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Swedish Mom Goes Viral With Her Stand Against Sugar

A Swedish mom who took a stand against sugar has become a social media sensation.

Anna Larsson decided to cut out sugary treats from her daughter’s diet after she became concerned about the cravings the little girl was experiencing. Anna had to weather a few difficult days, but the results were remarkable. Not only was her 4-year-old daughter sleeping better and less grumpy but she also started to happily eat healthy options that she would have once refused.

38-year-old Mrs Larsson shared her story on Facebook and her post went viral – being shared thousands of times. Speaking about the response to her post, Mrs Larsson explained:

“I was in shock at the response. I really don’t know why it happened. We know it is bad to give a lot of sugar to kids, or to anyone, so it is not news. I think I got this result with my story because I am just a normal person, and not a doctor or nutritionist.”

Speaking on the change with her daughter (whose name she has not revealed), Mrs Larsson continued:

“She was calming down so quickly, falling asleep so quickly in the evenings – and she did not want to look at the television all the time, she wanted to do things.”

The change surprised Mrs Larsson enough that she decided to share her story.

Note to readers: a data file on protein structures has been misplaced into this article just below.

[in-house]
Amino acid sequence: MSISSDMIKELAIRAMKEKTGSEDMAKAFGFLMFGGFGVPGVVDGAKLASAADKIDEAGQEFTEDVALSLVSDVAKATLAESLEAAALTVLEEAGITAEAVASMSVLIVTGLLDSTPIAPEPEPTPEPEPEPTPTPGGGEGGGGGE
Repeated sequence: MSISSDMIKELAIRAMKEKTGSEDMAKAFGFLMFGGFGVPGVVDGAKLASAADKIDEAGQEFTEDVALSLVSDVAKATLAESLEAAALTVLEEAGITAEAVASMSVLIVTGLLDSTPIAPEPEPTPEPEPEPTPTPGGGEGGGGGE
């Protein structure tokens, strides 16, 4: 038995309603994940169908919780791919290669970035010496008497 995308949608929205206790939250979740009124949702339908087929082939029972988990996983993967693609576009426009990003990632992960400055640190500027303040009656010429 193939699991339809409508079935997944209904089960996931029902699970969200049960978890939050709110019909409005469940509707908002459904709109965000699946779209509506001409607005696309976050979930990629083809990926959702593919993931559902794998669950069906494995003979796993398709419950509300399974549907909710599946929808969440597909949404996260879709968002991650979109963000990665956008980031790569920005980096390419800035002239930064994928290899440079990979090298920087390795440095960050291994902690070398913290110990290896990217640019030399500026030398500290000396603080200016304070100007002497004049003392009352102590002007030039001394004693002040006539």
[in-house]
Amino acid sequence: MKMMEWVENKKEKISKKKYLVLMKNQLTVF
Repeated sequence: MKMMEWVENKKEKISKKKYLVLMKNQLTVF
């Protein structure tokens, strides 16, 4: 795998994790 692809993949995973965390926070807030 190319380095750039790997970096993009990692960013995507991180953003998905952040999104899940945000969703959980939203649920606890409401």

“Her taste buds were like new,” Mrs Larsson noted.

However, Mrs Larsson found that some people criticized her stance on sugar, causing her to respond:

“Some people think it is extreme, but I have never said you cannot eat sugar. We do eat sugar – but you cannot eat it every day.”

She added:

“If your kid has this total craving for sugar then they need help. The kid cannot do it themselves – it is up to us parents. We cannot give them sugary treats just because we want them to be quiet in the store.”

So, how much sugar should we eat?

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  • age two – under 13 grams or one to three teaspoons per day
  • age three – under 15 grams or two to four teaspoons per day
  • age four to six – under 19 grams or three to five teaspoons per day
  • age seven to 10 years – under 24 grams or four to six teaspoons per day
  • age 11 and over – under 30 grams or five to seven teaspoons per day

Source: NHS

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Photo Credit: Kalmarposten

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